When most people object to suburbia, they're usually thinking of the great flood of semis which rolled out across the countryside between the two world wars. In Coming up for Air, George Orwell wrote about them as if they were the work of the devil.

It was less diabolical than that. Edge City, with its malls, its out-of-town offices and its distribution centres is created by the car, the computer and the fax machine as surely as Liverpool was created by ocean-going ships and Manchester by the railway. Inter-war suburbia was created by rising wages (outside the old industries), cheap land (before green belts put the squeeze on), easy loans (the heyday of the mutual building societies) and public transport (in London especially, with buses linking in to newly built Tubes). There were no streets, only avenues, crescents and closes. The door had its panel of stained glass with an Art Deco sunburst design. The garage was just big enough for an Austin Seven or a Bullnose Morris for weekends. The front garden, behind the privet, was clipped to within an inch of its life, with a single standard rose in the dead centre.

Many square miles of these semis survive. Some are shabby and run-down. Most are almost as Windolened and Hoovered as they ever were.

Suburbia is about greenery. This concept of 'green' can obviously run up against the ecologists' rival concept. But panic about covering the countryside with concrete is misplaced. There is a dilemma, yes. But let's not fall into the hysteria about 'bungaloid growth' which sprang up in the 1930s. It is all too easy to marry the theories of international modernism to good old English bossiness and snobbery : "Find out what those people are doing, and tell them to stop it."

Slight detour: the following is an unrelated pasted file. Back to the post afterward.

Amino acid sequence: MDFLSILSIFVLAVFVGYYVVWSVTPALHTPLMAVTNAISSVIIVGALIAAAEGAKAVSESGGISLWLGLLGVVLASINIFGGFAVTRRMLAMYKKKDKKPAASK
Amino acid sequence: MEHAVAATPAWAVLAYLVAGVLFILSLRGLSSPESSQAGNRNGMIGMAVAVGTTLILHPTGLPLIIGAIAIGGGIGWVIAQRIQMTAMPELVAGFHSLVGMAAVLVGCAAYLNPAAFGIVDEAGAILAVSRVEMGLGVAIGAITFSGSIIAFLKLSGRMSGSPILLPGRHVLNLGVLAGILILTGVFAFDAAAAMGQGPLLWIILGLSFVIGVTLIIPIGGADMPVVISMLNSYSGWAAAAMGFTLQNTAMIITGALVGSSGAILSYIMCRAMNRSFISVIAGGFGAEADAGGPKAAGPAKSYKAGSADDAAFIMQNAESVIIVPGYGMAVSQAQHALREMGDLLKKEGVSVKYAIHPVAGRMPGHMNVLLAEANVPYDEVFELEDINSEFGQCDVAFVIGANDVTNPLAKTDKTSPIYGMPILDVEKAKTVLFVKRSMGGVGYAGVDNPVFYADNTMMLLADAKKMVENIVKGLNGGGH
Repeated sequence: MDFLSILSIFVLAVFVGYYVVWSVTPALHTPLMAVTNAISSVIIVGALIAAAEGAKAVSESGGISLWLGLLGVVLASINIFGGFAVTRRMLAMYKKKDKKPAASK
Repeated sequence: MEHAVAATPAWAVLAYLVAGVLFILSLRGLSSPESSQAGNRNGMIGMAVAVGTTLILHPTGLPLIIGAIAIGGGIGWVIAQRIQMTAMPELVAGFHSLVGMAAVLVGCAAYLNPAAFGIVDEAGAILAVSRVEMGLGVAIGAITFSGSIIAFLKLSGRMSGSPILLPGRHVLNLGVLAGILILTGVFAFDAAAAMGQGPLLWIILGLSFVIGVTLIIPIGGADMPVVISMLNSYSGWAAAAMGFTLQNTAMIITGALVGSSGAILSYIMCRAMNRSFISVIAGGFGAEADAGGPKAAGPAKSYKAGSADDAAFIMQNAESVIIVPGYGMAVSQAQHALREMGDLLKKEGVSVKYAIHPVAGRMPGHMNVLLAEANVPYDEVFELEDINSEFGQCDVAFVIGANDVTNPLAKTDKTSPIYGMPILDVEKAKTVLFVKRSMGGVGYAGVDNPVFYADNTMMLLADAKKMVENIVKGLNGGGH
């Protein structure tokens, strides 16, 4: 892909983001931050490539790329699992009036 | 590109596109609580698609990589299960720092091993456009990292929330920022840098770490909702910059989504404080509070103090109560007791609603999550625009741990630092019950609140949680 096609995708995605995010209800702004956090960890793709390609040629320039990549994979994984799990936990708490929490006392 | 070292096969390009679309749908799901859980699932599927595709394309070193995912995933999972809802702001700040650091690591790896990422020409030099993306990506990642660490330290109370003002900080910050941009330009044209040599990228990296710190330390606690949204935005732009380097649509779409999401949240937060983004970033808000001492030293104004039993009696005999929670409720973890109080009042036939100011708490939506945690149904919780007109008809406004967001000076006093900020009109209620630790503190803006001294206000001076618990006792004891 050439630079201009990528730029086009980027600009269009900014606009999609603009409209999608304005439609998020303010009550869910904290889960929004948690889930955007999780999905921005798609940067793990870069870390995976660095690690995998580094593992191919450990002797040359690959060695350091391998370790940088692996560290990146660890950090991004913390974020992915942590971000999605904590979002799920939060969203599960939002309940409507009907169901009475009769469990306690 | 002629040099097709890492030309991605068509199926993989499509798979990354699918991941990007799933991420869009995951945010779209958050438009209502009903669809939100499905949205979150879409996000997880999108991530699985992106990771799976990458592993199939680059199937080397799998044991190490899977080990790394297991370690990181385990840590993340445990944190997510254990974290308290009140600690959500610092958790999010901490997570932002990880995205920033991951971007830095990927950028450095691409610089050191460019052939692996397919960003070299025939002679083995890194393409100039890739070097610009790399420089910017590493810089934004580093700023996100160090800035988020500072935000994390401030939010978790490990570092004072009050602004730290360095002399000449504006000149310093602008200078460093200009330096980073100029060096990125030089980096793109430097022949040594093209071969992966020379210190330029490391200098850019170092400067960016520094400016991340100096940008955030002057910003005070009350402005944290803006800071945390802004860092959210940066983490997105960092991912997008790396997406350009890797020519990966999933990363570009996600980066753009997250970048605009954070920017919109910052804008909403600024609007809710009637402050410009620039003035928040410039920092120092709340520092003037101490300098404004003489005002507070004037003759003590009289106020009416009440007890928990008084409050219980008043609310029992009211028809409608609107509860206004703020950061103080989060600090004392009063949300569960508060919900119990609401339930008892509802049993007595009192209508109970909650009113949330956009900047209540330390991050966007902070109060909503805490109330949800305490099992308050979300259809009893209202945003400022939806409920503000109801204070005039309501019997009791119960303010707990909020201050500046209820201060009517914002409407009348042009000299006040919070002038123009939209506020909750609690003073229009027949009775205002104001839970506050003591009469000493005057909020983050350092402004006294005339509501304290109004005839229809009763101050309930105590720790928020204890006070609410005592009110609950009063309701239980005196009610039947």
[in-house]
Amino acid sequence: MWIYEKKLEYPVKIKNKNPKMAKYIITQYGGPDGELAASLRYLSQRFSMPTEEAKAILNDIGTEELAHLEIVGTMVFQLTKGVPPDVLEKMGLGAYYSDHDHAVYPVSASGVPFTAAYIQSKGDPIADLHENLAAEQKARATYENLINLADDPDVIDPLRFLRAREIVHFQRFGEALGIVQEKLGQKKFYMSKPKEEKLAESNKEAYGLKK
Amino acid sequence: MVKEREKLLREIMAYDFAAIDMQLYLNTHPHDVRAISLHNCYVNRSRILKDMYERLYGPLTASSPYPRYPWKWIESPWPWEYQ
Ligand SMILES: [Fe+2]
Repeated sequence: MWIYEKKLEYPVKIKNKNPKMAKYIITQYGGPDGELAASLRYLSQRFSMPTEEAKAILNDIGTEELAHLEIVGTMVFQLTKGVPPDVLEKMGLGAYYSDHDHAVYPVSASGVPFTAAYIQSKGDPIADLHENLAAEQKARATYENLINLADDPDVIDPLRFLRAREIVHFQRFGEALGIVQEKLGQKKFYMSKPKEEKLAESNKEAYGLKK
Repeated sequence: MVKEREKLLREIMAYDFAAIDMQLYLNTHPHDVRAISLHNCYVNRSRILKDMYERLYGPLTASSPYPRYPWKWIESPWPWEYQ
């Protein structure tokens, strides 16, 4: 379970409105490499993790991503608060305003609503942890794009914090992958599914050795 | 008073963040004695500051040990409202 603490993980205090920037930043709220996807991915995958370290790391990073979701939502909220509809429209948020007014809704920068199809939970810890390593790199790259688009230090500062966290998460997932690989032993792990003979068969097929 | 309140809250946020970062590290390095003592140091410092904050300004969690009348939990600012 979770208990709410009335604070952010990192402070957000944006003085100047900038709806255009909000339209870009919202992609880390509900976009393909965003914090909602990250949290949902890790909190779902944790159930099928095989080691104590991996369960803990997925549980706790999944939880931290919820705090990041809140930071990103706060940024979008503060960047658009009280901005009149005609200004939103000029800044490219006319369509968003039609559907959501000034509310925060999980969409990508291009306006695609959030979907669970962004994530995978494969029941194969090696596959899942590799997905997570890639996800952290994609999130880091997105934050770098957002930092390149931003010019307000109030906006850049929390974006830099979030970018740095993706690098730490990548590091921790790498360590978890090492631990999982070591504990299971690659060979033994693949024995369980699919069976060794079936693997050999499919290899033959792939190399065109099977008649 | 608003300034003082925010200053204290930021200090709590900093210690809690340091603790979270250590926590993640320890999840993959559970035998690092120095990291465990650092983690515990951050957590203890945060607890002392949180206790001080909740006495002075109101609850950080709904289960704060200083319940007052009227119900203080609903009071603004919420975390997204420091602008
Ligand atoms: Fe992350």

The architectural historian Anthony King argues persuasively that, in the teeth of aesthetic contempt, bungalows are the vernacular design success of the past 150 years. It's an extraordinary post-colonial story. Bungalows were modelled on a local Bengali house-style (hence the name), and run off in thousands for imperial civil servants and engineers. In Croydon, not long ago, I noticed that they were still building them.

In a recent national poll report, the annual British Attitudes Survey said: "Policy makers concerned to keep people in cities need to think more fully about why people do not consider them suitable places for children.... Most urban people, given the choice, would rather live elsewhere." When I go to meetings of professionals about housing policy or architectural design, I find that it's all too often forgotten that other people have preferences of their own, and usually for good reason. These should be respected.

I lived in the East End of London when what was left after the Luftwaffe had done its bit was mostly destroyed by comprehensive planning schemes, masterminded by the LCC, the GLC and the local (Labour-controlled) boroughs. It left me with a deep scepticism about changes imposed on other people "for their own good", which has never faded.

Many enemies of suburbia, I suspect, are in flight from their own childhood, when most of them, I'd guess, grew up in just such a place. We should treat them kindly and humanely, as we would with any other invalid. But we shouldn't treat what they say as gospel. Tablets of pebbledash are as valid as tablets of stone.